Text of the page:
Ingrid Betancourt, freed from six years of captivity in a Colombian jungle, plans to write a play about her experience that she said in an interview published Sunday will plumb the soul of the human condition.
"People must understand," she was quoted as saying in the weekly Le Journal du Dimanche. But she said she needs to show, not tell, her story, "what we are in the depths of our being."
"We can be angels, but we can also be demons for the other," she said.
The paper said that Betancourt, 46, a citizen of both France and Colombia, would meet with a publishing house Monday or Tuesday.
Betancourt, a Colombian senator who was campaigning for the presidency when she was captured in 2002 by rebel insurgents, was freed along with 14 other hostages — three Americans and 11 Colombians — in a daring army operation Wednesday. She came to France, where her two children live, on Friday.
Nonstop schedule since her Paris arrival
Since her arrival in Paris, she has maintained a nonstop schedule, clearly having lost none of the drive that propelled her into a danger zone where she was captured by the Revolutionary Armed Forces of Colombia, known as the FARC.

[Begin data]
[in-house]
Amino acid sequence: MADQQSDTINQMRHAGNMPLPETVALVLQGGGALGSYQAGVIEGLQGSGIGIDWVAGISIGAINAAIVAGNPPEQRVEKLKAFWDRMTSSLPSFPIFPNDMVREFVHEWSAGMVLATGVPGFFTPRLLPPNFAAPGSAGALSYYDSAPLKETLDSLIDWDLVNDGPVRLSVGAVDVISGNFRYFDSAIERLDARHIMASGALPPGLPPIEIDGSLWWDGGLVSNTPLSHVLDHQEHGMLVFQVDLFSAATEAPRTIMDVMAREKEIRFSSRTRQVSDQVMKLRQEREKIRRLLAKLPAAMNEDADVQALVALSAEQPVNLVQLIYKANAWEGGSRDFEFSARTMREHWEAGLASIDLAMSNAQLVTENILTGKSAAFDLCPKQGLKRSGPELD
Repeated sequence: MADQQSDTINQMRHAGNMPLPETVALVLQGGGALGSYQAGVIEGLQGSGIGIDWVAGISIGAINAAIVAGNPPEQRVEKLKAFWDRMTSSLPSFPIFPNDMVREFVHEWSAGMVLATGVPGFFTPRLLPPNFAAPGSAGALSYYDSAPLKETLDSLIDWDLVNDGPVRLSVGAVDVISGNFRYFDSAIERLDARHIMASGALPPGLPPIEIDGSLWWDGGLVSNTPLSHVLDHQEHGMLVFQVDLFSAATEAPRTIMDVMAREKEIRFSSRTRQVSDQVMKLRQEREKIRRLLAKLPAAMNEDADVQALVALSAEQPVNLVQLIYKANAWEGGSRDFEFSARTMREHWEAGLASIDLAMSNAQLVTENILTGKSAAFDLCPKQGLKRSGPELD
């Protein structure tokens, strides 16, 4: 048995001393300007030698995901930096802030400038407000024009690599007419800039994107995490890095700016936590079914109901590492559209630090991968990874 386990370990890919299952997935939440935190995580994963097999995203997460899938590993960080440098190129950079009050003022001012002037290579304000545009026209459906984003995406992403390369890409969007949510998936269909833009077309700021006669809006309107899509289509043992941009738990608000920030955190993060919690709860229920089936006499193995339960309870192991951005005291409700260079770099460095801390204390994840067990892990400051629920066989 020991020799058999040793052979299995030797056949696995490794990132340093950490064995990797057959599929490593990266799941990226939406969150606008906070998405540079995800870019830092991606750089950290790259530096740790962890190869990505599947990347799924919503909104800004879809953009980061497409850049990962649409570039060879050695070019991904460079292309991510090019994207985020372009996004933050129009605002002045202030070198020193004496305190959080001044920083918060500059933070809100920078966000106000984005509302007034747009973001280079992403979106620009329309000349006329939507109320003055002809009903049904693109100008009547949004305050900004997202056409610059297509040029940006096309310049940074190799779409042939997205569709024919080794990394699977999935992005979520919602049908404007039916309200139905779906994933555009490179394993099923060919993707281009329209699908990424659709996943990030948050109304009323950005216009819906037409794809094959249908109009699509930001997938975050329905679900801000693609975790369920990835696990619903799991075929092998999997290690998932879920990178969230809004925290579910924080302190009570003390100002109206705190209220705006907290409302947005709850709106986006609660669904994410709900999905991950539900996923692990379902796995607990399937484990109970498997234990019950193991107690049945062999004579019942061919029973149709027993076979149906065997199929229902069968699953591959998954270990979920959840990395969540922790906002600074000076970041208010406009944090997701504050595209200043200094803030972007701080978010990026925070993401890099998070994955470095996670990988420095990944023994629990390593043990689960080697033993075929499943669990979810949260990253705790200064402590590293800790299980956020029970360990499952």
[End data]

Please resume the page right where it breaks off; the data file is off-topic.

She and four Colombian police officers sent a radio message to hostages still in rebel hands on Sunday. Radio France International said she would send a message of support in Spanish on Monday, like the kind she received from her children, Melanie and Lorenzo, on the RFI airwaves since December.
Betancourt has vowed in various interviews with the French media to work for the freedom of the remaining hostages, who could number in the hundreds.
Meanwhile, Chilean President Michelle Bachelet is promising to nominate Betancourt for the Nobel Peace Prize. Bachelet told Chile's La Nacion newspaper Sunday that she would lobby for Betancourt.
Bachelet said the rescue was a "great victory for democracy, peace and freedom."
French Foreign Minister Bernard Kouchner reiterated a French denial of a ransom for the release of the hostages, rescued in a daring ruse by Colombian army intelligence officers who posed as humanitarian workers preparing for a possible hostage swap. Colombia also has strongly denied a Swiss radio report alleging that $20 million was paid to the FARC for the hostages' freedom.
"I never heard talk of money ... and very clearly there was no French money," Le Journal du Dimanche quoted Kouchner as saying. He praised the Colombian army operation.
French President Nicolas Sarkozy, who had made freeing Betancourt a top priority, was, embarrassingly for him, among the last to know that she was freed.